Hong Kong had a Lehman Brothers mini bond disaster. Some banks sliced Lehman's corporate bonds into small denominations for sale to retail investors in the city. When Lehman went bust, these small investors claimed that they were misled and held the banks responsible. The disputes involved in this case are similar to that in China's trust failures.

First, the banks are guilty. They sold these products for high fees and must have known that the issuers were troubled. When Lehman's mini bonds were sold to retail investors, it was already a troubled company, even though its rating had not been downgraded yet. China's trust products are marked as high-risk assets, but are often sold with a different tone. How guilty the banks are can be reflected in the sales commission. The unusually high commission should reflect how desperate the borrower must be. The banks should be penalized proportionate to their commission. For example, a penalty of 5 to 10 times the commission income could be considered. If the commission is 4 percent, the banks could be liable for 20 to 40 percent of the principal.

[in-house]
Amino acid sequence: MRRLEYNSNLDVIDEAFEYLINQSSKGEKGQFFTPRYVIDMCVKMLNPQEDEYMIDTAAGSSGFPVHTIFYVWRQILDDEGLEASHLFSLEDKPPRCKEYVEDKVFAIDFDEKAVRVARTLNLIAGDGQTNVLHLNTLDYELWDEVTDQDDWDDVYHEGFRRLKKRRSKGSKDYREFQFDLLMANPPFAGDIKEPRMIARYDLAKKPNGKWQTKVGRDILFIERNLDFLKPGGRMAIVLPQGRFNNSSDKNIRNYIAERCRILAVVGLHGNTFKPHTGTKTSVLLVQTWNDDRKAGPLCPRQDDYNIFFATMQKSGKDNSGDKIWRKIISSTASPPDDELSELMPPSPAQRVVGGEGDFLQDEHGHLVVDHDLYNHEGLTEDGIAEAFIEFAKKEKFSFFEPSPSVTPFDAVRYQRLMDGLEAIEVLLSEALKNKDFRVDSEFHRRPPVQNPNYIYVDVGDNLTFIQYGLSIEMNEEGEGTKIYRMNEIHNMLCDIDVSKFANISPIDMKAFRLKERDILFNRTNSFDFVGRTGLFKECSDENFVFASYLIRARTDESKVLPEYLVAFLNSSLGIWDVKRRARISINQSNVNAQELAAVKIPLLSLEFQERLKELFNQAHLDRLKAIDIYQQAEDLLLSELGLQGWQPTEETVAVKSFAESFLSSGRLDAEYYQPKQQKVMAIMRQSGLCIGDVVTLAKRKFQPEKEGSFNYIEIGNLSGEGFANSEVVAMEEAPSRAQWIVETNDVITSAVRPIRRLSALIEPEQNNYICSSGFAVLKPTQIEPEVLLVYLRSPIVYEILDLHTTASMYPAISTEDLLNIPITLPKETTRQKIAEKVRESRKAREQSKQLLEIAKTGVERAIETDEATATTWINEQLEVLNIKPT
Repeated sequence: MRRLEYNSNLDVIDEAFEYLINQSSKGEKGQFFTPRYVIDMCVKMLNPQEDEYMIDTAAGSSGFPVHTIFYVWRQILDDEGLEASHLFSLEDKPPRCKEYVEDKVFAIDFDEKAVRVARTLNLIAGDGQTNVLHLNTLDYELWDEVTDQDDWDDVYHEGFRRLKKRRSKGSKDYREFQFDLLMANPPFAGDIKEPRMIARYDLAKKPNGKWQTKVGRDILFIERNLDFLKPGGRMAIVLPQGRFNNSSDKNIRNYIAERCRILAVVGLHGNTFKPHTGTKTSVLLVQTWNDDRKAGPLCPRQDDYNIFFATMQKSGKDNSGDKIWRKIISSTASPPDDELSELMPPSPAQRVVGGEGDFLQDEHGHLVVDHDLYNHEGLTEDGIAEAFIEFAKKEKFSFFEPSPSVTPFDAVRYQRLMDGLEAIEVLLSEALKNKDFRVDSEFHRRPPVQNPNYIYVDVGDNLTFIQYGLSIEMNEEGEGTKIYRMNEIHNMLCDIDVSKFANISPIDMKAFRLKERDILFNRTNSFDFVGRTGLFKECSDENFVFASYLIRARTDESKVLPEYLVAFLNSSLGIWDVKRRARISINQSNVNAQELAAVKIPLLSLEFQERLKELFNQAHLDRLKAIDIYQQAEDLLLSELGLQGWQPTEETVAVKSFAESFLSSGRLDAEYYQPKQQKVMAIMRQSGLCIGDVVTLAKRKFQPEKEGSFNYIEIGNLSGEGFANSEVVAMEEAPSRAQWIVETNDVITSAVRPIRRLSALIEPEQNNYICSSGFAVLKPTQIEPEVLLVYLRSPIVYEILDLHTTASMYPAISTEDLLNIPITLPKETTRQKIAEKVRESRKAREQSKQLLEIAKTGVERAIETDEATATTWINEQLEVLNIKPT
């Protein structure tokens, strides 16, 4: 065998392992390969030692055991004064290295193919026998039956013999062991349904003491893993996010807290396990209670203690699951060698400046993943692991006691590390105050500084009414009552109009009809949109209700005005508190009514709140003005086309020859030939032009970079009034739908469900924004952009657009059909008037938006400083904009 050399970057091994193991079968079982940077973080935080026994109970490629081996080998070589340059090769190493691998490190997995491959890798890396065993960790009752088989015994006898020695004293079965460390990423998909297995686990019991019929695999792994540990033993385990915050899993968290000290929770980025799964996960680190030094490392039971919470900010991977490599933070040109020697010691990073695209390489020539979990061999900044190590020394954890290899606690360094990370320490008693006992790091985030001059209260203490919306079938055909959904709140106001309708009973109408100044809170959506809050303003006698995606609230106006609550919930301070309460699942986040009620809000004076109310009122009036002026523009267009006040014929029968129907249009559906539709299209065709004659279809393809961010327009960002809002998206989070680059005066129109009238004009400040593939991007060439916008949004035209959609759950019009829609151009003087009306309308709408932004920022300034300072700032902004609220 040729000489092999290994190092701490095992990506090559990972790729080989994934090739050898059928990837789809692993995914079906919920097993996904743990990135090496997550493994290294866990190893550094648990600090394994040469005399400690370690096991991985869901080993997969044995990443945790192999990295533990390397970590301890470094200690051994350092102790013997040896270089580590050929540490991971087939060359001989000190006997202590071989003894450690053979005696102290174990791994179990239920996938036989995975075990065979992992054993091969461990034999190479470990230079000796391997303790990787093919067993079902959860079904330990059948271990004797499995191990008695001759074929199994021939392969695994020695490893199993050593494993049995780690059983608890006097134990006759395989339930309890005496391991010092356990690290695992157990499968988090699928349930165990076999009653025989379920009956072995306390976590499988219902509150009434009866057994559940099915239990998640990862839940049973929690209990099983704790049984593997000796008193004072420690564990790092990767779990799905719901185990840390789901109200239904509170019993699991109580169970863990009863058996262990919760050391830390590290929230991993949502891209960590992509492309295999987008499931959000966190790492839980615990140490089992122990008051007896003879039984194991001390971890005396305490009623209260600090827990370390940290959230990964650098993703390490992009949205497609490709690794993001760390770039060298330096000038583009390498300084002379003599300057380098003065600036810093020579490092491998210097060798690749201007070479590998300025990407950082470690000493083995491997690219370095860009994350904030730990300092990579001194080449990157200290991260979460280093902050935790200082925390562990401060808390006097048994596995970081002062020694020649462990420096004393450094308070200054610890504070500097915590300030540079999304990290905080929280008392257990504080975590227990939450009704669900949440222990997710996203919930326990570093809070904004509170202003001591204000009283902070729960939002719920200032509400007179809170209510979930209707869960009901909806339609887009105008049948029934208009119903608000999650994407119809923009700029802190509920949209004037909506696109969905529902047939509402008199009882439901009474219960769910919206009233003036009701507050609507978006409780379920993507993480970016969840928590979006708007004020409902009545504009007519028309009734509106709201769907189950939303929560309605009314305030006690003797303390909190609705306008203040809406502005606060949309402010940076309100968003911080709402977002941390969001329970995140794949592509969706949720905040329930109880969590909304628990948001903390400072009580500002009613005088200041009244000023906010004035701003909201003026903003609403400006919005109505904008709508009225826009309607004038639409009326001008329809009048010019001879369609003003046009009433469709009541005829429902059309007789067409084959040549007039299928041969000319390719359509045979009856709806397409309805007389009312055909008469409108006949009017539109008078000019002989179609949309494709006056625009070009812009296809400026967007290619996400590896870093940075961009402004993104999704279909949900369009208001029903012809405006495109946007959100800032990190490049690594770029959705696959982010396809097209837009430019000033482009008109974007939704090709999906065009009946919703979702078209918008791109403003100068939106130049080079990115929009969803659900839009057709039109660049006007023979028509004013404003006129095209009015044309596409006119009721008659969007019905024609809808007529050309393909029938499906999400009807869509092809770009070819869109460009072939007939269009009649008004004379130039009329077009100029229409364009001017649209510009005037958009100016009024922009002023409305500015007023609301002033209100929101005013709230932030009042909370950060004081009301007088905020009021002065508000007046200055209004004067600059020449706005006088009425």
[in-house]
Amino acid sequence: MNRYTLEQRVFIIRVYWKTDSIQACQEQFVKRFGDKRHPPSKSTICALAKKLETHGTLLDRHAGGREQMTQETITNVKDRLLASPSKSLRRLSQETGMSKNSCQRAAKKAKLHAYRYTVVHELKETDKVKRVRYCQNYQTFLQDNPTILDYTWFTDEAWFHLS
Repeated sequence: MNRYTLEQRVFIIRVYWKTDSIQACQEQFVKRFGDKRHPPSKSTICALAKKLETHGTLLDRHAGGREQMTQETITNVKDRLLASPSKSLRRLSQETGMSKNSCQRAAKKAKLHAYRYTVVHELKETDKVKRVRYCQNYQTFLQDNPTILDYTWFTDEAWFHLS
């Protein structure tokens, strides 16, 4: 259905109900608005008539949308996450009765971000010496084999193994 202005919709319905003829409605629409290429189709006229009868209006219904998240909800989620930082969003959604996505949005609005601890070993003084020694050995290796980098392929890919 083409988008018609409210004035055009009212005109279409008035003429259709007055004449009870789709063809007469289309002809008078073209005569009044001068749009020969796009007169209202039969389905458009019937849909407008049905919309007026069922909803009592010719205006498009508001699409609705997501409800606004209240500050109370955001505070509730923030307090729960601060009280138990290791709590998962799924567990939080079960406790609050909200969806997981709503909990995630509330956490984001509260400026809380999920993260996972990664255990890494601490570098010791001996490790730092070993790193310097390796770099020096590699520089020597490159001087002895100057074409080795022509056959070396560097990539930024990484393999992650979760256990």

Second, the trust companies should be treated like banks and be closed for having multiple bad products. China's trust companies are really sellers of junk bonds. They should fall into the same category as stock and bond brokers. Calling them trust companies is just misleading.

Third, investors must pay a price to stop the moral hazard problem from escalating. Interest income, both from the past and future, should be forfeited, i.e., investors should receive their principal minus the past interest income, at a maximum. When banks and trust companies cannot cover this amount, investors should suffer absolute losses.

Solutions along the above lines should not lead to a systemic crisis. A bad product usually involves high commissions for the issuing trust company and the selling bank. Its investors should be able to get most of their money back. When investors run away from a good product, if it fails, the compensation would be small. Hence, there is incentive to stay in such products.

There is nothing that a government could do to stop adverse selection directly. It can only motivate financial institutions to stop it. If the banks and trust companies are not penalized in this debacle, the future of China's financial industry is dim. When bad behavior is rewarded, no one wants to do good work anymore.